Wednesday, October 15, 2008

Bacteriophages SPP1 contains two tail tube proteins produced by programmed translational frameshift

Origin and function of the two major tail proteins of bacteriophage SPP1. Auzat et al., Molecular Microbiology (2008) 70, 557-569

Bacteriophages are viruses that infect bacteria and are known to play roles in horizontal gene transfer. The majority of known bacteriophages have a head and long non-contractile tail that serves as a pipeline for phage genome delivery into bacterial cell. Here, the authors report that the tail tube of Bacillus subtilus bacteriaphage SPP1 is comprised of two proteins, gp17.1 and gp17.1* , that are produced by a translational frameshift. This mosaic construction of tail tube was found to be important for assembly of the functional tail tube, but its significance is not fully uncovered yet.

Previously, it was shown that the key event of phage DNA injection in bacterial cell is a rearrangement of the inner wall of the tail tube (EMBO J, (2007) 26, 3720-3728). In this article, the authors separated SSP1 tail proteins by SDS-PAGE and found a protein band which was not expected from phage DNA sequence. Protein sequencing analysis indicated that the unexpected protein designated gp17.1* has the same amino-terminal sequence as that of tail protein gp17.1. gp17.1* is 10 kDa larger than gp17.1. The tail tube is made up of these two proteins at the ratio of 1:3. Based on the molecular size of gp17.1* and the sequences of gene 17.1, authors postulated that 17.1* is produced by a translational frameshift. Using site-directed mutagenesis of coding sequence 17.1 with protein profile analysis of the mutant phages, authors found out that 5'-CCCUAA-3' sequence located at the end of coding sequence 17.1 was the frameshift position.

To get insight into the function of gp17.1*, the authors constructed mutant phages that have tail tubes comprised exclusively of gp17.1 or gp17.1* and analyzed their structures by electron microscopy. When phages are assembled under the condition which either gp17.1 or gp17.1* are exclusively expressed, significant numbers of tailless heads (capsids) are made. This suggests the 3:1 ratio of gp17.1 and gp17.1* is important for correct phage assembly. Interestingly, both mutant phages had infection activity. The length and flexibility of mutant tails composed of either gp17.1 or gp17.1* were identical to SSP1 wild-type tails. gp17.1*-specific tail has protrusions on surface while gp17.1-specific tail has smooth surface. Authors postulate that carboxyl-terminus of gp17.1* causes protrusions on tail surface which facilitate initial contact of phages and attachment to the bacterial surface, while gp17.1 is ensures correct assembly of tail tube.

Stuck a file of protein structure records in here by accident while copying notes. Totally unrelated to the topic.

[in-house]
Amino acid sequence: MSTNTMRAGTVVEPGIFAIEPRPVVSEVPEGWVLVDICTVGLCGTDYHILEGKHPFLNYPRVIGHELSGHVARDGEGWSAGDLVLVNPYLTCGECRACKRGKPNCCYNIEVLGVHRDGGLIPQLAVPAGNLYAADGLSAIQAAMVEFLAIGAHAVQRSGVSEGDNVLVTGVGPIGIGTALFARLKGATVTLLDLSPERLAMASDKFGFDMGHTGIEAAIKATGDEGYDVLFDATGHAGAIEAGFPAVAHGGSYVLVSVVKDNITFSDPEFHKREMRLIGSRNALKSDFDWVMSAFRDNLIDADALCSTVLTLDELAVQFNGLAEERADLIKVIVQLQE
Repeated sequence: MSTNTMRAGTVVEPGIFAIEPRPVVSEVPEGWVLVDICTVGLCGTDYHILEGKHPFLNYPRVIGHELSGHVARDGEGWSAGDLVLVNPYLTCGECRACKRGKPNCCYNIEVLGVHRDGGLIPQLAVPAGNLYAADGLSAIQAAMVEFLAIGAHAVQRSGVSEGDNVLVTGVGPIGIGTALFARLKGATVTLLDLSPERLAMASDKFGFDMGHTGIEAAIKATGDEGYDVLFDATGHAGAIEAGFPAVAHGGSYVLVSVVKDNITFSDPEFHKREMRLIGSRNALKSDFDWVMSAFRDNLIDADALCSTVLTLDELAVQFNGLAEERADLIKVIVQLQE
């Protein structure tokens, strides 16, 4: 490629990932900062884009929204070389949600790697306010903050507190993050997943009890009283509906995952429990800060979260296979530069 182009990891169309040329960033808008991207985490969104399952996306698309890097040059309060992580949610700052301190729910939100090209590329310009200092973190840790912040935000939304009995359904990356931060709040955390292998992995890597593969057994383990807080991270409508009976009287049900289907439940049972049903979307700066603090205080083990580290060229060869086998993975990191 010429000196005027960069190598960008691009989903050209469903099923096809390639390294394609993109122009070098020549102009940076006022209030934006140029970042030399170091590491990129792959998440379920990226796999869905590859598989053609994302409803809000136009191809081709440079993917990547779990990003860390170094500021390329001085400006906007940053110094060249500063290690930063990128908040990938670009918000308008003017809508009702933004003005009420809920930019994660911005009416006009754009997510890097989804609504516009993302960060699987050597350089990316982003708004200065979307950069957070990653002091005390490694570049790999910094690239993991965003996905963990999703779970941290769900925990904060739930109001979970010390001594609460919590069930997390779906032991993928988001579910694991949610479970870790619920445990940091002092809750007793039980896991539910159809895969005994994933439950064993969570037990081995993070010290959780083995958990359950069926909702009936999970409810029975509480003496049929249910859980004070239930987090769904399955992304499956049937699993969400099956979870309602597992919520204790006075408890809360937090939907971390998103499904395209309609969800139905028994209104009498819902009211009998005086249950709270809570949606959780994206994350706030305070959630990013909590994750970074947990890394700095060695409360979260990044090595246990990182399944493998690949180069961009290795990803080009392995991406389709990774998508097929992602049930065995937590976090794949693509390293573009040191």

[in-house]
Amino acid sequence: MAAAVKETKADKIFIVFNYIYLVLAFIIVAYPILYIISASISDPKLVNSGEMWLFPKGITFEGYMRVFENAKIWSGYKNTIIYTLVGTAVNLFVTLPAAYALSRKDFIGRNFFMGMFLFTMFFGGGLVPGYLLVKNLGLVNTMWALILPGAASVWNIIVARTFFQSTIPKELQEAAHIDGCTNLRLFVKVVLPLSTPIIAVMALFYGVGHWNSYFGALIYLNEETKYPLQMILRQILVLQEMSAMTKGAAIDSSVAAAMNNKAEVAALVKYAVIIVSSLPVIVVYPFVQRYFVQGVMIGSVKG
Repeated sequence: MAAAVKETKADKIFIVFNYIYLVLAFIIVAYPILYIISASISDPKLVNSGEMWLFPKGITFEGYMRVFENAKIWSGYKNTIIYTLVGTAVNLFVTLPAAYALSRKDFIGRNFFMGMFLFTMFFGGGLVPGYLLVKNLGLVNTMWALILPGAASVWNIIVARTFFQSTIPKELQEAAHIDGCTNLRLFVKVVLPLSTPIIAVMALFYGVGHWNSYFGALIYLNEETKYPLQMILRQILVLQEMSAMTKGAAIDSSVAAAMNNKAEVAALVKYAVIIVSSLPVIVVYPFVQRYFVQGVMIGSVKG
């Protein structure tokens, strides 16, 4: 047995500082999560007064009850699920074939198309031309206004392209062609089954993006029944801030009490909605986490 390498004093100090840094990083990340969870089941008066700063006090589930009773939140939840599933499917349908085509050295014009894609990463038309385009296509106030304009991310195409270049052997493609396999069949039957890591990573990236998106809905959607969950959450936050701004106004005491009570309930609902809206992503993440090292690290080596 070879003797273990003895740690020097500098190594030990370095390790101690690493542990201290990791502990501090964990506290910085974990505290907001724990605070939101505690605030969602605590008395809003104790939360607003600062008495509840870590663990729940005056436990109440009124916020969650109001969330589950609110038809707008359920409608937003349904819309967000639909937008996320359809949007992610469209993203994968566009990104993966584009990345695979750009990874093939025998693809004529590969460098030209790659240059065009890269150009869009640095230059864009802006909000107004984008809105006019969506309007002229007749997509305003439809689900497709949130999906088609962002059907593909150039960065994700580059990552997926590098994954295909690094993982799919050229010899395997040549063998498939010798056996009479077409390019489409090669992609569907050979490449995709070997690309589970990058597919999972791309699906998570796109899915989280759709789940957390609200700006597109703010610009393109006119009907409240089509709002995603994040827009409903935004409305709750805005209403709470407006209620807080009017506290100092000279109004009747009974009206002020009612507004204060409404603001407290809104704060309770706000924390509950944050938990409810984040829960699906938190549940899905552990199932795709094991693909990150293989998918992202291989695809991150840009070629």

The potential translational frameshift site producing a carboxyl-terminus extension in a protein are also found in other phage surface protein genes (Mol Microbiol. (2003) 50, 303-317). Why do phages need two types of surface proteins which are identical except the carboxyl end extension of one of the proteins? What is the significance of strict ratio of the two proteins? Why is this the best strategy for phages? What is the target of the protrusion on tail tube surface? These are still interesting mysteries. It might be interesting to compare the host ranges of mutant phages that have either one of the two surface proteins.

Origin and Function of the Two Major Tail Proteins of Bacteriophage SPP1. Auzat I, Dröge A, Weise F, Lurz R, Tavares P. Molecular Microbiology (2008) 70: 557-569

Structure of bacteriophage SPP1 tail reveals trigger for DNA ejection. Plisson C, White HE, Auzat I, Zafarani A, São-José C, Lhuillier S, Tavares P, Orlova EV,
EMBO J (2007) 26:3720-8.

Genome and proteome of Listeria monocytogenes phage PSA: an unusual case for programmed + 1 translational frameshifting in structural protein synthesis. Zimmer M, Sattelberger E, Inman RB, Calendar R, Loessner MJ., Molecular Microbiology. (2003) 50:303-317.

Hirokazu Yano (university of idaho)

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